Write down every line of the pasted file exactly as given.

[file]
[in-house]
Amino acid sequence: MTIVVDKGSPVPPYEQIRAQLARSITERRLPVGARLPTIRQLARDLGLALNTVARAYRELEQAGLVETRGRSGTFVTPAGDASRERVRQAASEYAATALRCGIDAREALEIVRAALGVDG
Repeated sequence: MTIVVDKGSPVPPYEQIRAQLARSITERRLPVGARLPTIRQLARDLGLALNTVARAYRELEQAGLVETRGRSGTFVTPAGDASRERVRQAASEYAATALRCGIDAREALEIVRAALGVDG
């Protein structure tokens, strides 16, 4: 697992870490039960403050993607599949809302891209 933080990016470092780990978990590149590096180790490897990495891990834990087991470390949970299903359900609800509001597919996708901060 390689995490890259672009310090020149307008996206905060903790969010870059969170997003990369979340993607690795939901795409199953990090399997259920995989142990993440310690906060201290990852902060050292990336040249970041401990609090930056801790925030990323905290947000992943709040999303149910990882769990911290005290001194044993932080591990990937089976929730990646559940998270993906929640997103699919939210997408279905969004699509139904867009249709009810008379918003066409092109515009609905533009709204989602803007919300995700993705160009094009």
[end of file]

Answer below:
[in-house]
Amino acid sequence: MTIVVDKGSPVPPYEQIRAQLARSITERRLPVGARLPTIRQLARDLGLALNTVARAYRELEQAGLVETRGRSGTFVTPAGDASRERVRQAASEYAATALRCGIDAREALEIVRAALGVDG
Repeated sequence: MTIVVDKGSPVPPYEQIRAQLARSITERRLPVGARLPTIRQLARDLGLALNTVARAYRELEQAGLVETRGRSGTFVTPAGDASRERVRQAASEYAATALRCGIDAREALEIVRAALGVDG
């Protein structure tokens, strides 16, 4: 697992870490039960403050993607599949809302891209 933080990016470092780990978990590149590096180790490897990495891990834990087991470390949970299903359900609800509001597919996708901060 390689995490890259672009310090020149307008996206905060903790969010870059969170997003990369979340993607690795939901795409199953990090399997259920995989142990993440310690906060201290990852902060050292990336040249970041401990609090930056801790925030990323905290947000992943709040999303149910990882769990911290005290001194044993932080591990990937089976929730990646559940998270993906929640997103699919939210997408279905969004699509139904867009249709009810008379918003066409092109515009609905533009709204989602803007919300995700993705160009094009």